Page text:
75.We accept that the authorisation of criminal conduct by the security and intelligence services and the police may on occasion be necessary to allow those agencies to carry out their vital functions. Where criminal conduct is necessary, interferences with qualified rights will be capable of being justified provided they are proportionate. However, the Bill proposes granting the power to make CCAs not only to the security and intelligence services and the police but to a substantially wider range of public authorities, including, for example the Department of Health and Social Care; the Environment Agency; the Gambling Commission; and the Food Standards Agency. This provision of the Bill, coupled with the ability to authorise criminal conduct in the interests of preventing disorder and preserving economic well-being (see paragraphs 67–71 above), extends the power to authorise criminal conduct well beyond the core area of national security and serious crime.
76.Considering this aspect of the Bill from a human rights perspective, the first key question is whether the exceptional power to authorise crimes to be committed without redress is truly necessary for each and every one of these public authorities. The second key question is whether the benefit of granting that power would be proportionate to the human rights interferences that are likely to result.
77.Answering these questions is difficult because the Government has provided limited and insufficient specific justification for the authorisation of criminal conduct by bodies such as those listed above. The Home Office has published brief guidance on this issue as well as a series of “Operational Case Studies”. These provide examples of the authorisation of criminal conduct by CHIS by the Medicines and Healthcare products Regulatory Agency (MHRA) and Her Majesty’s Revenue and Customs. They also provide hypothetical examples of where CAAs might be used by the Environment Agency and the Food Standards Agency. In his letter to the Chair of the Committee, the Minister of State for Security went further and explained that the Environment Agency is responsible for “investigating and prosecuting offences which create serious risks of harm to people and the environment, such as illegal landfills, misdescription of hazardous waste and illegal waste exports” while the Food Standards Agency has a specialist Food Crime Unit - “a law enforcement capability within the Agency.” Yet even these limited examples do not answer a crucial question: why would the police, or another body whose function is expressly focused on the prevention of crime, not take responsibility for any need to authorise criminal conduct in the course of undercover work that falls within the purview of these organisations? It is assumed such bodies have greater experience and expertise in the deployment and handling of CHIS.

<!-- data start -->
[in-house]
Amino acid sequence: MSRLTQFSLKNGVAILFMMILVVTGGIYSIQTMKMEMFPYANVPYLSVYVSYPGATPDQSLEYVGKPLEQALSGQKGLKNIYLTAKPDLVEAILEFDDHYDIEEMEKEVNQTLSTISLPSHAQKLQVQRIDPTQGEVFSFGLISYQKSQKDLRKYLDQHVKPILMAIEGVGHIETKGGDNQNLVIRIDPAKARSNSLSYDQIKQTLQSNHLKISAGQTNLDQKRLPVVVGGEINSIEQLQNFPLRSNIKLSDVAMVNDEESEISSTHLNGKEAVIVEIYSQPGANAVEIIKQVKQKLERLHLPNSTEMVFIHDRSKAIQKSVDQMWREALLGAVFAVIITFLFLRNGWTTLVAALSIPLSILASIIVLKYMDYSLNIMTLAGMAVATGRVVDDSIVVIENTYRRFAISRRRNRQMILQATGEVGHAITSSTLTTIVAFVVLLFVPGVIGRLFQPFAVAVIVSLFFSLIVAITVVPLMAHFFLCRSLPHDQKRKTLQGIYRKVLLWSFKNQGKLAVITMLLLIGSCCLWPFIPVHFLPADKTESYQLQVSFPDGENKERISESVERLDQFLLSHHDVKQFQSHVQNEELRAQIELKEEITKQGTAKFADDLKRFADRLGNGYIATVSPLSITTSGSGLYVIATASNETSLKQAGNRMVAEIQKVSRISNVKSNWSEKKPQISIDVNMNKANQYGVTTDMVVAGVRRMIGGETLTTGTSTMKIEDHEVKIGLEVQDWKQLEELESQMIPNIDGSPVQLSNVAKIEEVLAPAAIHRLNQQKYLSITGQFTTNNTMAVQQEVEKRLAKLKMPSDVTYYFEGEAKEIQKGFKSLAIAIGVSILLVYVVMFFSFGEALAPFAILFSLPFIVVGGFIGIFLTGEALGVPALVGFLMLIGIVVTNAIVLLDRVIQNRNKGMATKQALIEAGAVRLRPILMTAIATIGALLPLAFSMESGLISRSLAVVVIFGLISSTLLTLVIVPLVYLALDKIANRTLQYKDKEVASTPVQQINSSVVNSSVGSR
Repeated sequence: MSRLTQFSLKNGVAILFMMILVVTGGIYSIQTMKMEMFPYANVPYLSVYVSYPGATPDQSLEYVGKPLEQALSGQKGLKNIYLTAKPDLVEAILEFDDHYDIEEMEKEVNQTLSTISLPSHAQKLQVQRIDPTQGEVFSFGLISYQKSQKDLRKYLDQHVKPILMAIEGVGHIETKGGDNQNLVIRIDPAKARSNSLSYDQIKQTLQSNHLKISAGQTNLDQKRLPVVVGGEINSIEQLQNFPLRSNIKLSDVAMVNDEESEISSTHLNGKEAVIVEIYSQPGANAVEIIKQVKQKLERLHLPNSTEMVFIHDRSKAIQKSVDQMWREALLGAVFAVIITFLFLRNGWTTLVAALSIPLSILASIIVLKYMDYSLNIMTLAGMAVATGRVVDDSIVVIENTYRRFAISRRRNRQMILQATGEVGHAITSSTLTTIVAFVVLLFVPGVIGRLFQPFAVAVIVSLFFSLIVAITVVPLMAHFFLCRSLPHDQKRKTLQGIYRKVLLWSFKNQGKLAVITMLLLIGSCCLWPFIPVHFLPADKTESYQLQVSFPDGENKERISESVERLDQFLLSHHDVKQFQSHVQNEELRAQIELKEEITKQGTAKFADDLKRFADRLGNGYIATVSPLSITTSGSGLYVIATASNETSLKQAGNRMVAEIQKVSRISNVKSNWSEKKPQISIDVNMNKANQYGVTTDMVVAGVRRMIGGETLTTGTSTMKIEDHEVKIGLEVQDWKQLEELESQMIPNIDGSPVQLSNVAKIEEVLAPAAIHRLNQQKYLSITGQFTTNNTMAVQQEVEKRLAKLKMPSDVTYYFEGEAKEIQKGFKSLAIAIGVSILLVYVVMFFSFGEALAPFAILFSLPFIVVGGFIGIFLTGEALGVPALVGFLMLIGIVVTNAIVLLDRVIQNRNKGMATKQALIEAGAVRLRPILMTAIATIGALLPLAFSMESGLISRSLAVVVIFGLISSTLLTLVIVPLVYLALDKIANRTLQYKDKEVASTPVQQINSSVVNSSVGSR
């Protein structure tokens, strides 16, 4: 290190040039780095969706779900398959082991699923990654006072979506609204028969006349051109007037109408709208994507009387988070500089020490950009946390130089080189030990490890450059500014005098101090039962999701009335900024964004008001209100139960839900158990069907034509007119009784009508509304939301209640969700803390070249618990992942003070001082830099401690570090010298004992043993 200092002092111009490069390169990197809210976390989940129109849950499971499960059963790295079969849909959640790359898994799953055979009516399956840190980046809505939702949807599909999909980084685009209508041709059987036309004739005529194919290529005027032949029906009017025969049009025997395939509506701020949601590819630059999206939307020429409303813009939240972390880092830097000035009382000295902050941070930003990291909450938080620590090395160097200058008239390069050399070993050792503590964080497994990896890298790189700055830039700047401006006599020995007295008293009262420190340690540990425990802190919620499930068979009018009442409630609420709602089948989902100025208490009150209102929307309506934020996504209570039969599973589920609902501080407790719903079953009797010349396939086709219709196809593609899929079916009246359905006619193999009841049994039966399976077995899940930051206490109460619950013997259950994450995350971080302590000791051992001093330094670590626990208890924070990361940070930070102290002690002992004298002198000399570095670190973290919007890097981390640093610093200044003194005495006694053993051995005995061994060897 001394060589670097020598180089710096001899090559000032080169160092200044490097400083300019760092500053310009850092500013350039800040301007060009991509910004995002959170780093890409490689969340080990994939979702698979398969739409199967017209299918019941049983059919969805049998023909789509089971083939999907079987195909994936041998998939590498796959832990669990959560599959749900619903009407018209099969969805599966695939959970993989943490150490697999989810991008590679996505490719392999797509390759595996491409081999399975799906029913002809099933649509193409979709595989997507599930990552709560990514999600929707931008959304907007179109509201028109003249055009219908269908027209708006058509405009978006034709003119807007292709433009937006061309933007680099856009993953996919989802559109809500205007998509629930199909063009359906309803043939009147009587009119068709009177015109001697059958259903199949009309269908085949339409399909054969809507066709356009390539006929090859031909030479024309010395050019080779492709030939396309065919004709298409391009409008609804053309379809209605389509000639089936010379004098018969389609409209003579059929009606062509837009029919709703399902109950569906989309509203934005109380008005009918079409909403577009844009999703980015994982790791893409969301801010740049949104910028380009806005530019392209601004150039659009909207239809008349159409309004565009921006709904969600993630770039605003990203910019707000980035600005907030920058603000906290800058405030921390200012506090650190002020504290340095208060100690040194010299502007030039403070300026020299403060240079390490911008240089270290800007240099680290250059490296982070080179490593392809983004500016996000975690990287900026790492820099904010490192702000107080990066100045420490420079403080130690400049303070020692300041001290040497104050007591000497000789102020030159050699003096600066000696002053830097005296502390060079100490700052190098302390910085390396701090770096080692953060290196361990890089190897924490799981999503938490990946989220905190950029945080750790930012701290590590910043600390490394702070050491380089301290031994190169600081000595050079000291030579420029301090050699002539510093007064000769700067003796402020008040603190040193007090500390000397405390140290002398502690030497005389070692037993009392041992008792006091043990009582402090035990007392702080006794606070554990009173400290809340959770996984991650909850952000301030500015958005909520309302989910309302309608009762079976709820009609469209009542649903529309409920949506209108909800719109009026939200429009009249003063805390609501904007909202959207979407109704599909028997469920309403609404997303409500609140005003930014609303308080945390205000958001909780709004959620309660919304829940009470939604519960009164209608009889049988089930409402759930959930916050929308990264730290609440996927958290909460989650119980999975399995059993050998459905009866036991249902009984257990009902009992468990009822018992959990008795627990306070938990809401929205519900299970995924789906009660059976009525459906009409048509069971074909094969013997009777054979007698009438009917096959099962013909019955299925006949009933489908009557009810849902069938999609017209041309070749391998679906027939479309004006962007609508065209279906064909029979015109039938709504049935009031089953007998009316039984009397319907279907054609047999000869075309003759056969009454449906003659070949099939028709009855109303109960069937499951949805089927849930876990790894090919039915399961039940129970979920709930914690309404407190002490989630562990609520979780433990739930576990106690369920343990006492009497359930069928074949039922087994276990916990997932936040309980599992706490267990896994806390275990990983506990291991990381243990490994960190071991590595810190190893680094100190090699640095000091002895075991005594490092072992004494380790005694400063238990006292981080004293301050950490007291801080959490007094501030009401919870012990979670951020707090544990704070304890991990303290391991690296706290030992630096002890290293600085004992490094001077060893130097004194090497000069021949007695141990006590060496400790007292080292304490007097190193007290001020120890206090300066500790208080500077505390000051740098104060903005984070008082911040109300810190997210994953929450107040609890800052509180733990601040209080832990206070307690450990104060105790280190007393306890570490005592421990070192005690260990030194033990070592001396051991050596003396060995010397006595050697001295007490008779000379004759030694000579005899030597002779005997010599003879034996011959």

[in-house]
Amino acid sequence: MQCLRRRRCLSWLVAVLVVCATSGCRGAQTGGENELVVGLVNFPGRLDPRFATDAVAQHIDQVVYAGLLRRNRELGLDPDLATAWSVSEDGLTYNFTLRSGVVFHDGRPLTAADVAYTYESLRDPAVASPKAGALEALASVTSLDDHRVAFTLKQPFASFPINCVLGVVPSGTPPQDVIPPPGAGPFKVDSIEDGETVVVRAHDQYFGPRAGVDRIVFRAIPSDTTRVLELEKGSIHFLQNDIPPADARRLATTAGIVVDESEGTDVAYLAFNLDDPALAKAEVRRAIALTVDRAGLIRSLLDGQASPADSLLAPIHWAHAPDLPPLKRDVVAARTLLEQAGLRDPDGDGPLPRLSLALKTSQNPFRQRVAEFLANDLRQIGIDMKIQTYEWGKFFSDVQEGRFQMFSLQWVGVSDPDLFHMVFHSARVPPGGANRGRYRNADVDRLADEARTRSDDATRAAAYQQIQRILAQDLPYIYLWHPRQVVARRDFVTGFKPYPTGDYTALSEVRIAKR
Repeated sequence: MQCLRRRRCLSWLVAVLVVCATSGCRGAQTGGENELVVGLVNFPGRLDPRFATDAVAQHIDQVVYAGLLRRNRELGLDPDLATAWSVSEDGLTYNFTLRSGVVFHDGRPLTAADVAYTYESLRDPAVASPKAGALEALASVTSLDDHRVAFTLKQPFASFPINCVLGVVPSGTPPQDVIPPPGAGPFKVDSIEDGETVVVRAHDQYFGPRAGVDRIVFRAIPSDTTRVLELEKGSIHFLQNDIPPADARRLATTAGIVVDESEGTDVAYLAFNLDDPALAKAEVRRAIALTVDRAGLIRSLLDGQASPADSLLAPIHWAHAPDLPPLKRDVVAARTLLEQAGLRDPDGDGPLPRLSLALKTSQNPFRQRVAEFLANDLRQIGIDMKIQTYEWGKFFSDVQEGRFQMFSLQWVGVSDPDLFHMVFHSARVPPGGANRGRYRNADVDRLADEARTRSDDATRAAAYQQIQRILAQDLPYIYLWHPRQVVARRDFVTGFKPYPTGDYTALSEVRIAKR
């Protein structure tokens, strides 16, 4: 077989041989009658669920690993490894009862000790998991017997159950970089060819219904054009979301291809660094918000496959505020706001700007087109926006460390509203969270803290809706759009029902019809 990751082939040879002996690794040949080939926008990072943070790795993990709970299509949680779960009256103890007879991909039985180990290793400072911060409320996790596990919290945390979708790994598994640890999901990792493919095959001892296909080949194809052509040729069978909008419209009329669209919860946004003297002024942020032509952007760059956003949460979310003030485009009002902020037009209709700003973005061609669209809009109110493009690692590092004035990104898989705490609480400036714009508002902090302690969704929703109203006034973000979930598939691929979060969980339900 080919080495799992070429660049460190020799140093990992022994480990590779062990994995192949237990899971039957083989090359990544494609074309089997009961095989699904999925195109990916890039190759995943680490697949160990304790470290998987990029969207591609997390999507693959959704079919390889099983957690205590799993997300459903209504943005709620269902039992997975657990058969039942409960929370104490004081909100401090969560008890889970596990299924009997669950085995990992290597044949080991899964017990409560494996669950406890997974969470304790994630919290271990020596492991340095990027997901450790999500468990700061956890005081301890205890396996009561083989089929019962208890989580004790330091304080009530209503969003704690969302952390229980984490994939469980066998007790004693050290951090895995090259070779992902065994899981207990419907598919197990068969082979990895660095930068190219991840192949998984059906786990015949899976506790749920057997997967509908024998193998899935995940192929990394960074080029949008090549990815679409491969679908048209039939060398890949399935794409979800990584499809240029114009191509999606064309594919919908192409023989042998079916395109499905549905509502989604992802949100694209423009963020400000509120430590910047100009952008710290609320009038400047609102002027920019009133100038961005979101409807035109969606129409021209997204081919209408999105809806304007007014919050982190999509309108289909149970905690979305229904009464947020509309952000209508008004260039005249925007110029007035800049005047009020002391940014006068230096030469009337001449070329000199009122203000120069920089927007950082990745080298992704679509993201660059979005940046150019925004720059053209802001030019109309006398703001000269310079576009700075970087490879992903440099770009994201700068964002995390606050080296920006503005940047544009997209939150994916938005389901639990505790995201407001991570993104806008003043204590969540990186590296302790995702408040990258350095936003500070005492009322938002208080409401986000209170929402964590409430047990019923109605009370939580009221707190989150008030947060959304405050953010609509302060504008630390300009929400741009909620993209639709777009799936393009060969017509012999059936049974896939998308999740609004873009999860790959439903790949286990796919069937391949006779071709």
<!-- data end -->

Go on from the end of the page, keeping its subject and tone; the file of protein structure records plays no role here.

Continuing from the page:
78.To assess whether the power provided by the Bill is truly needed, it is important to establish whether the authorisation of criminal conduct by each of these bodies has previously been considered necessary. The Explanatory Memorandum states that the Bill represents “a continuation of existing practice that is currently authorised using a variety of legal bases”. However, it is unclear from the Home Office publications referred to above whether all the public authorities named in the Bill have in fact previously authorised criminal conduct. Furthermore, other than in respect of the security service, and the policy considered in the Third Direction challenge, it has not been made clear on what basis those public authorities are currently permitted to authorise criminal conduct. In his written evidence to the Committee, Dr Paul F. Scott commented that:
“If the government believes it is necessary for each of these bodies to have the power to grant authorisations it should be explicit about whether those bodies already possess non-binding ‘powers’ to authorise the commission of crimes and provide more detail as to how, and how often, those powers are used. In the absence of such an account, there is no reason to accept that all of those bodies require the powers the Bill would give them.”
79.In the absence of this kind of detail from the Government, it is hard to be confident that the authorisation of a criminal offence by agencies whose primary function is not to combat serious crime or protect national security could genuinely be necessary and proportionate.
80.The Committee notes that under s.30(5) RIPA the Secretary of State will have the power to make an order adding other public authorities to the list of those permitted to authorise criminal conduct. While the power to extend RIPA powers to other public authorities has been used sparingly in the past, it remains of concern that additional authorities with little or no relation to national security or fighting serious crime could be added to the list of those permitted to make CCAs, with limited Parliamentary oversight.
81.The authorisation of criminal conduct by the security and intelligence services and the police may on occasion be necessary to allow those agencies to carry out their vital functions. However, in the absence of satisfactory explanation from Government, it is hard to see any justification for extending the use of CCAs to bodies whose central function is not protecting national security or fighting serious crime.
71 Home Office Guidance: “” and the Home Office, Covert Human Intelligence Sources (Criminal Conduct) Bill, , September 2020
72 Letter from Rt Hon James Brokenshire MP, Minister of State for Security, , dated 4 November
73 to the Covert Human Intelligence Sources (Criminal Conduct) Bill, prepared by the Home Office in place of an Impact Assessment
74 Dr Paul F Scott ()
Published: 10 November 2020